THE BLASTED DESERT Chapter Twenty-two

3 Mar


It was several hours later, the helicopter had been carefully repositioned on a playing field that bordered a half-full reservoir where random people fished and where a sad old man spent half his life walking mindlessly round it, and a doctor told them they could see his patient at last.

His patient was sitting up in bed, a crusty old man with prostate problems and a penchant for using a fascinating range of four-letter words, and nothing like the ancient woman with a dicky heart they were expecting to see.

“This isn’t her!” said Enid, “our friend’s an old bird!”

The doctor immediately apologised for his mistake, said it was on account of having worked a seventy-three hour shift on account of financial cuts in the National Health Service and said he was looking forward to giving the Prime Minister a vasectomy any day now if he bothered to turn up for a photo opportunity like politicians do.

“Isn’t the prime Minister a woman?” asked Bertie, who was up to date with such things.

“Then she can have a mastectomy instead,” he growled, “A double one. I think your old woman is in this bed over here.”

“They’ve recharged my batteries and I’m ready to go, go, go,” Fanny squawked when they finally found her bed. “Though they want to keep me for observation on account of my age,” she added. “I am ninety, you know. I do hope someone’s watching my hook-a-duck stall or I’ll be down a few bob.”

“You’re as rich as Croesus!” snapped Enid, “I reckon to have a few coppers shelved away, but you’ve got ten times more!”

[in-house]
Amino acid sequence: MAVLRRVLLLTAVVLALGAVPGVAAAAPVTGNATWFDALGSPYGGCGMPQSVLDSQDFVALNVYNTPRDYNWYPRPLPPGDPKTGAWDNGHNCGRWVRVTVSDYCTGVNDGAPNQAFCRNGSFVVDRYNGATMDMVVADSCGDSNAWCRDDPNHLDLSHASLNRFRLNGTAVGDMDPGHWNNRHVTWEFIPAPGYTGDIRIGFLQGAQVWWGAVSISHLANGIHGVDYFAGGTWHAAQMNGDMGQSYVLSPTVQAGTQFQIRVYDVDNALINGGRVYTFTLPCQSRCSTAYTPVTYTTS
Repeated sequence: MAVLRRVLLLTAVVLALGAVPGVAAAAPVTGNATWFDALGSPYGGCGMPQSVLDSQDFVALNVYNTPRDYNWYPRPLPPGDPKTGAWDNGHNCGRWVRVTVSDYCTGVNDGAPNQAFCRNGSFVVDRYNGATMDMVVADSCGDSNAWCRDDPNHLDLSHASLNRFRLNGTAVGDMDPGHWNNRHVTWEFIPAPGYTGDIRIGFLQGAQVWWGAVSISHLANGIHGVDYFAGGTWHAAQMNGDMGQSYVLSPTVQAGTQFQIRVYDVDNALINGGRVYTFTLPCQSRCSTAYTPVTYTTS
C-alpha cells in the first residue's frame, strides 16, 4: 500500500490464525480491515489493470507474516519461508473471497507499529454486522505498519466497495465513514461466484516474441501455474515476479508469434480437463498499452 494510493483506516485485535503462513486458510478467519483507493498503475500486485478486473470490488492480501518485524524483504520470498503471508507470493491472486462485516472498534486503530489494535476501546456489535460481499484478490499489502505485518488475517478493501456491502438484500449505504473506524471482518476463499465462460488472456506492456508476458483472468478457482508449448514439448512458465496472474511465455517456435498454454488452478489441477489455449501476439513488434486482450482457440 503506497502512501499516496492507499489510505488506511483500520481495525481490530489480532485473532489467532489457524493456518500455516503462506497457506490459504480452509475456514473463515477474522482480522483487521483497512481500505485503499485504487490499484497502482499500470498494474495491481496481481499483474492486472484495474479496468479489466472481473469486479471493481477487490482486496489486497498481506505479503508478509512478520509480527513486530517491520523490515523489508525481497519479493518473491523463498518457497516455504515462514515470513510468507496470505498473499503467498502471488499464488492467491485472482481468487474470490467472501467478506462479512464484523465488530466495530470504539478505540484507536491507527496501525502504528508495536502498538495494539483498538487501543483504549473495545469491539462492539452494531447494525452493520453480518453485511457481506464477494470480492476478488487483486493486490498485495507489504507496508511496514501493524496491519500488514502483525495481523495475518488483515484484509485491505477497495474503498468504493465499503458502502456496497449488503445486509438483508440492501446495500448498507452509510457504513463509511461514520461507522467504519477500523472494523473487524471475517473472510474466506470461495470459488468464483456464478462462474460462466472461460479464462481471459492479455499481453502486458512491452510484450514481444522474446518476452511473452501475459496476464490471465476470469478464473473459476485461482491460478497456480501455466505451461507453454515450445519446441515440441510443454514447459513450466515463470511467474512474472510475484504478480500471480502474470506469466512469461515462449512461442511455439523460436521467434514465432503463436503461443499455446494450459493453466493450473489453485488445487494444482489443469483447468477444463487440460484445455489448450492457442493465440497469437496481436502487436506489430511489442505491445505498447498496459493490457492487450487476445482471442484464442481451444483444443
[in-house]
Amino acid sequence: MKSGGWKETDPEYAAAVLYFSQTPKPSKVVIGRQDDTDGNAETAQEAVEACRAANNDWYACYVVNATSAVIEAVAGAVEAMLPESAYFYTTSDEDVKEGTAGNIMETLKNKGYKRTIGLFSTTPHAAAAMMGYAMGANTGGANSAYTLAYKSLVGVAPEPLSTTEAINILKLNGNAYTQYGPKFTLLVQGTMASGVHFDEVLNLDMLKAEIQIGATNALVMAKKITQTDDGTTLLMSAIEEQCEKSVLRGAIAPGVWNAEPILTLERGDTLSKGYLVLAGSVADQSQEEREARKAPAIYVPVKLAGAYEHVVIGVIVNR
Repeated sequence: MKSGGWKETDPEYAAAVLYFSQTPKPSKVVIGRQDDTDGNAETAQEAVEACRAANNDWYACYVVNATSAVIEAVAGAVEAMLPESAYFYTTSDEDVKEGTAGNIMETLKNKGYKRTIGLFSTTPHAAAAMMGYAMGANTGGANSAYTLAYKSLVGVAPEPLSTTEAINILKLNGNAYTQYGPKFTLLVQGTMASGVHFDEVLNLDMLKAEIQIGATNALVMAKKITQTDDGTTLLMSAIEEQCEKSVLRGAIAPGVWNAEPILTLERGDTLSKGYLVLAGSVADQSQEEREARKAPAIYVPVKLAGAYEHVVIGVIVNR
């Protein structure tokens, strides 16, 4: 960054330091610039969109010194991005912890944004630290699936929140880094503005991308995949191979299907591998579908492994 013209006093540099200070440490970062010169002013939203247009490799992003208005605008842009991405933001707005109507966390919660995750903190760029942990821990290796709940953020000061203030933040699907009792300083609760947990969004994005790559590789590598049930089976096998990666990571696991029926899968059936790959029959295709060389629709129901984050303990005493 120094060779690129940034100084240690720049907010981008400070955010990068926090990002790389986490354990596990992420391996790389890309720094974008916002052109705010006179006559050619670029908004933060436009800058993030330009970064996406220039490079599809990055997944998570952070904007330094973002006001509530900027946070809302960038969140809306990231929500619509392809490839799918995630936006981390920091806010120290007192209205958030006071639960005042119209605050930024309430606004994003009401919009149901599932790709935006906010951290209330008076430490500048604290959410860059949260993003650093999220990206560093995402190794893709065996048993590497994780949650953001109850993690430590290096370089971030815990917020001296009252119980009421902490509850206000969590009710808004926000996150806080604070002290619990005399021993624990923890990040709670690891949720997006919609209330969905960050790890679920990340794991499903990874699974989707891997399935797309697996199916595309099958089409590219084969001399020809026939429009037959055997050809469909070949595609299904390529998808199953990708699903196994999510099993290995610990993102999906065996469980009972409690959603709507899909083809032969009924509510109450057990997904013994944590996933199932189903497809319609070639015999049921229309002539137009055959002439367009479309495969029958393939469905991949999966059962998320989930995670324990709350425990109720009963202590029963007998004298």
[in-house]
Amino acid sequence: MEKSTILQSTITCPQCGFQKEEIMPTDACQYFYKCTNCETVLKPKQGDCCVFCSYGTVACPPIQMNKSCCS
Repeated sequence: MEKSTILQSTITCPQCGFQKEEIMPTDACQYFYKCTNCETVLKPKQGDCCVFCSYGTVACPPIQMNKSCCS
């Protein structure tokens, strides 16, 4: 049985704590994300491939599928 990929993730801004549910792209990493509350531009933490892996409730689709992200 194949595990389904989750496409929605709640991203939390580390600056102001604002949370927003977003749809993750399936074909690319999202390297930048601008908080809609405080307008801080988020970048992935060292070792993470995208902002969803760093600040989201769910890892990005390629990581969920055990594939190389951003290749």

“I want my boy to inherit it so I’m not likely to spend it,” murmured Fanny Crotchet. “He’s such a sweet child in his cute little grey flannel shorts and lisp.”

“He doesn’t wear grey shorts any more, Fanny,” said Enid, “though I hear he looks cute in a kilt.”

“He’s here and doesn’t like being talked about as if he was deaf and stupid!” put in Imageous. “I’m afraid your little Iggy has grown old and grey and hasn’t much longer in this world than you have,” he added, finally seeming to drop the last emasculating echoes of seventy years in a monastery under the loving discipline of a harsh Father Superior.

“Of course! It’s you!” smiled Fanny, “come here, sweet boy, and sit on mummy’s lap for a maternal cuddle.”

“You? Maternal? That’s the funniest thing I’ve heard this decade!” almost screeched Enid. “It’s like saying the Pope’s atheist!”

“Oh, so you’ve heard?” grinned Fanny. “I don’t know which pope it was, but I had one of them on my books for quite a long time and when he got to me I’ve got to say he was keen! Trouble is, he was so keen it was all over in not much more than a moment and it seemed rather cruel when I asked for my payment. But he always coughed up. Said there are rooms of the stuff in the Vatican and nobody would ever miss the odd trinket.”

“You see, I never managed a Pope, but I did make a few thousand myself from the clergy,” sighed Enid. “And I know what you mean about them being keen! It’s the celibacy that does it, especially now they’ve been warned to keep their hands off choirboys.”

“Mummy, you squawked,” interrupted an increasingly bored Imageous who’d had enough of the clergy of one kind to last him a lifetime. “I heard you,” he added.